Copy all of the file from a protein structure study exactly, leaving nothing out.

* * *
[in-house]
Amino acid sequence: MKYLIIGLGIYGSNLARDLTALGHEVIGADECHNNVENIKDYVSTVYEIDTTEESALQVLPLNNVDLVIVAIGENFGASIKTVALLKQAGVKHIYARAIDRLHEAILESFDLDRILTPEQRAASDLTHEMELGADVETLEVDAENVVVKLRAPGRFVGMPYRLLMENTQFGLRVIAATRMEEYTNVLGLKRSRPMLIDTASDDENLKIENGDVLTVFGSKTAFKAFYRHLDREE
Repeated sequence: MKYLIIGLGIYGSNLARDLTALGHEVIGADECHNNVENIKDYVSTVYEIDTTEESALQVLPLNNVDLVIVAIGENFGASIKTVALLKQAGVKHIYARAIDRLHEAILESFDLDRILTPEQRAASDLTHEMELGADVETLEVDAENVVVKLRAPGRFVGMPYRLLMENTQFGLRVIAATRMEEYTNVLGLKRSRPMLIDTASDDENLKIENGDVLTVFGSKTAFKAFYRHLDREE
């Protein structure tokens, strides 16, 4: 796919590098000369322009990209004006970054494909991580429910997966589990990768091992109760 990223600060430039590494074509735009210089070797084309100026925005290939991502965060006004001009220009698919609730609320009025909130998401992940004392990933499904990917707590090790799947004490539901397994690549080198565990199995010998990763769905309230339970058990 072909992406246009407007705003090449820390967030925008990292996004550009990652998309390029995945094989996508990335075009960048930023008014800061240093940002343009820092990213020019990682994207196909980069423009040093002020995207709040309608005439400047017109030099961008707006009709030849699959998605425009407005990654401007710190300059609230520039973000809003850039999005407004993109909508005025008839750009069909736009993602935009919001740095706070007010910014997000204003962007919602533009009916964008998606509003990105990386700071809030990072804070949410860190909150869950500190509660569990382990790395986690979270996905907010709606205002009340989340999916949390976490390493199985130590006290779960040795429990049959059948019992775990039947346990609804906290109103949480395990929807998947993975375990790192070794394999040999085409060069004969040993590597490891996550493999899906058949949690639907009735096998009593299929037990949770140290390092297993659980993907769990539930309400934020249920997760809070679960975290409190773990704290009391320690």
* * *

[in-house]
Amino acid sequence: MKYLIIGLGIYGSNLARDLTALGHEVIGADECHNNVENIKDYVSTVYEIDTTEESALQVLPLNNVDLVIVAIGENFGASIKTVALLKQAGVKHIYARAIDRLHEAILESFDLDRILTPEQRAASDLTHEMELGADVETLEVDAENVVVKLRAPGRFVGMPYRLLMENTQFGLRVIAATRMEEYTNVLGLKRSRPMLIDTASDDENLKIENGDVLTVFGSKTAFKAFYRHLDREE
Repeated sequence: MKYLIIGLGIYGSNLARDLTALGHEVIGADECHNNVENIKDYVSTVYEIDTTEESALQVLPLNNVDLVIVAIGENFGASIKTVALLKQAGVKHIYARAIDRLHEAILESFDLDRILTPEQRAASDLTHEMELGADVETLEVDAENVVVKLRAPGRFVGMPYRLLMENTQFGLRVIAATRMEEYTNVLGLKRSRPMLIDTASDDENLKIENGDVLTVFGSKTAFKAFYRHLDREE
């Protein structure tokens, strides 16, 4: 796919590098000369322009990209004006970054494909991580429910997966589990990768091992109760 990223600060430039590494074509735009210089070797084309100026925005290939991502965060006004001009220009698919609730609320009025909130998401992940004392990933499904990917707590090790799947004490539901397994690549080198565990199995010998990763769905309230339970058990 072909992406246009407007705003090449820390967030925008990292996004550009990652998309390029995945094989996508990335075009960048930023008014800061240093940002343009820092990213020019990682994207196909980069423009040093002020995207709040309608005439400047017109030099961008707006009709030849699959998605425009407005990654401007710190300059609230520039973000809003850039999005407004993109909508005025008839750009069909736009993602935009919001740095706070007010910014997000204003962007919602533009009916964008998606509003990105990386700071809030990072804070949410860190909150869950500190509660569990382990790395986690979270996905907010709606205002009340989340999916949390976490390493199985130590006290779960040795429990049959059948019992775990039947346990609804906290109103949480395990929807998947993975375990790192070794394999040999085409060069004969040993590597490891996550493999899906058949949690639907009735096998009593299929037990949770140290390092297993659980993907769990539930309400934020249920997760809070679960975290409190773990704290009391320690």